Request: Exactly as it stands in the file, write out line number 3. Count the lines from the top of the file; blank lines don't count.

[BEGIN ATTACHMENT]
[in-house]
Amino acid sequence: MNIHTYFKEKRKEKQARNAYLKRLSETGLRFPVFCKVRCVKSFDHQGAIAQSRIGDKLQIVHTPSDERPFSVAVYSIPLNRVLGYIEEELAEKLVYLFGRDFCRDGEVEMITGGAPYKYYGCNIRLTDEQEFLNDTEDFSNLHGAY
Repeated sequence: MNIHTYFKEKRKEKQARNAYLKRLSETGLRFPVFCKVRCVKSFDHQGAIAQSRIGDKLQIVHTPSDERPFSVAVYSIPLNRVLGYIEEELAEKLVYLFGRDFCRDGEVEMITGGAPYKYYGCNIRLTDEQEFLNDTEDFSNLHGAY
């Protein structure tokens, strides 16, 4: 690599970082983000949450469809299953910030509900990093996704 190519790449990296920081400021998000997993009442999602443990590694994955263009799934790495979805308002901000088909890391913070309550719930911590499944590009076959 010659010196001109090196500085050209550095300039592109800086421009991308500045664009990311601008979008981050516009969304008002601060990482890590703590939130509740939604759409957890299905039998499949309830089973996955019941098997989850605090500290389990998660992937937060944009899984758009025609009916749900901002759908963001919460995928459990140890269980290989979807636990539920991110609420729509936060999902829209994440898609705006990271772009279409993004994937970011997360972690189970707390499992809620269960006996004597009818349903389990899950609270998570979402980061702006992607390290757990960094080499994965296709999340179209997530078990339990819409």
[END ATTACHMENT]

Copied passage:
Repeated sequence: MNIHTYFKEKRKEKQARNAYLKRLSETGLRFPVFCKVRCVKSFDHQGAIAQSRIGDKLQIVHTPSDERPFSVAVYSIPLNRVLGYIEEELAEKLVYLFGRDFCRDGEVEMITGGAPYKYYGCNIRLTDEQEFLNDTEDFSNLHGAY